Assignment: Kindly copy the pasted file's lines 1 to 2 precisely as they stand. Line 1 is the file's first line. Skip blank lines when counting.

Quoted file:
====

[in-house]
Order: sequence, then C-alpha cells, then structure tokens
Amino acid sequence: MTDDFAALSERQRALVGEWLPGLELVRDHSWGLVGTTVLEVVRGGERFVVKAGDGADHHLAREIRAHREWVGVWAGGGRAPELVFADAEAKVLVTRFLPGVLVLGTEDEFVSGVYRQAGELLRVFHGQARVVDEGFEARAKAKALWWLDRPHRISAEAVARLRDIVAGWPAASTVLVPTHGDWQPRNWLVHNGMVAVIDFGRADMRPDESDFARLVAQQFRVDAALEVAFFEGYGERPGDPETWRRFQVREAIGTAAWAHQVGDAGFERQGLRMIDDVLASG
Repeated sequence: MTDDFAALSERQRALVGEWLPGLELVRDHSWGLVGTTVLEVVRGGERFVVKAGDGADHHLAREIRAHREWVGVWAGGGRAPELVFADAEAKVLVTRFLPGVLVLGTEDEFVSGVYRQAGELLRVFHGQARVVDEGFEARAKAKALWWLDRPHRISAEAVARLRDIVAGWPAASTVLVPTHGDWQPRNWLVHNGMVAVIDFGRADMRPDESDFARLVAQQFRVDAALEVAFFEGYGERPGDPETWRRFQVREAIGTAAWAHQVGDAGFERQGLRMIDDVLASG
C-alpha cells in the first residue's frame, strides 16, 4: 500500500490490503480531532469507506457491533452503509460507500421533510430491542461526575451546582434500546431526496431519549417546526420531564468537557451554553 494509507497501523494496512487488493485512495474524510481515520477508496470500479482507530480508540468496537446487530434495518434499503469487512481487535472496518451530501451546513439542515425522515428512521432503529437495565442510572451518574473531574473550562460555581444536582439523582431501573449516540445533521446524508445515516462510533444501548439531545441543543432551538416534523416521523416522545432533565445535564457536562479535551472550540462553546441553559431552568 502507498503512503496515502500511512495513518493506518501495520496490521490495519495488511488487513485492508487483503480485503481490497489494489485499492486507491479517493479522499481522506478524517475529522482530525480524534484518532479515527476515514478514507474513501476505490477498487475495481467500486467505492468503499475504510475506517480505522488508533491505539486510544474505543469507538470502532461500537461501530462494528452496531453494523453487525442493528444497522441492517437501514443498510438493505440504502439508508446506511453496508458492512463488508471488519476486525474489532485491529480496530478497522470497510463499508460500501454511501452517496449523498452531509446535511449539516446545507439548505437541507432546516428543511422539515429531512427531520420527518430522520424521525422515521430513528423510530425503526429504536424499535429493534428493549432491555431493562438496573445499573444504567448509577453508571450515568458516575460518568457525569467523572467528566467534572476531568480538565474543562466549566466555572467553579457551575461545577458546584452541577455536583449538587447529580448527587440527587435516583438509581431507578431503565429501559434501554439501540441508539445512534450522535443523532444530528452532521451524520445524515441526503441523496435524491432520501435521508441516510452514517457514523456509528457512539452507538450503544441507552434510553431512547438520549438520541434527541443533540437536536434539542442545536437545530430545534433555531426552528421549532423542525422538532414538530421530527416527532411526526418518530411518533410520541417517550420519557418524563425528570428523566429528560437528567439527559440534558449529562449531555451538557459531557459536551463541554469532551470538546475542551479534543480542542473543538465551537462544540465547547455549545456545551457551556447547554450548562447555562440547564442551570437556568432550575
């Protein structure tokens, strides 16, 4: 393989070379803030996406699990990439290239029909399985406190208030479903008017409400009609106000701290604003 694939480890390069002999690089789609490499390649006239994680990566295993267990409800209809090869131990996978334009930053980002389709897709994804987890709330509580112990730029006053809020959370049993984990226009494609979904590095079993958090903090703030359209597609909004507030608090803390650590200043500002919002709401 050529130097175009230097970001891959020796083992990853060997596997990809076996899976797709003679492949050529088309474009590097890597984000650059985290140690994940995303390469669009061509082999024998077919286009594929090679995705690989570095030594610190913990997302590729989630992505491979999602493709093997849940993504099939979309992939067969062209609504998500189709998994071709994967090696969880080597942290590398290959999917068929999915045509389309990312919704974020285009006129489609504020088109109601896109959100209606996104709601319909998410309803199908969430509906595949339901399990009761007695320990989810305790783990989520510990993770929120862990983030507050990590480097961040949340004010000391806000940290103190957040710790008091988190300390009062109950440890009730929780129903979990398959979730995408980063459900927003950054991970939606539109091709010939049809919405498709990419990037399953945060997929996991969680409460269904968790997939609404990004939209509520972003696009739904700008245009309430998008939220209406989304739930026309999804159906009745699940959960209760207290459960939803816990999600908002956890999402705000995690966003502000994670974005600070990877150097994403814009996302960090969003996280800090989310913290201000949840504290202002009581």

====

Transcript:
[in-house]
Order: sequence, then C-alpha cells, then structure tokens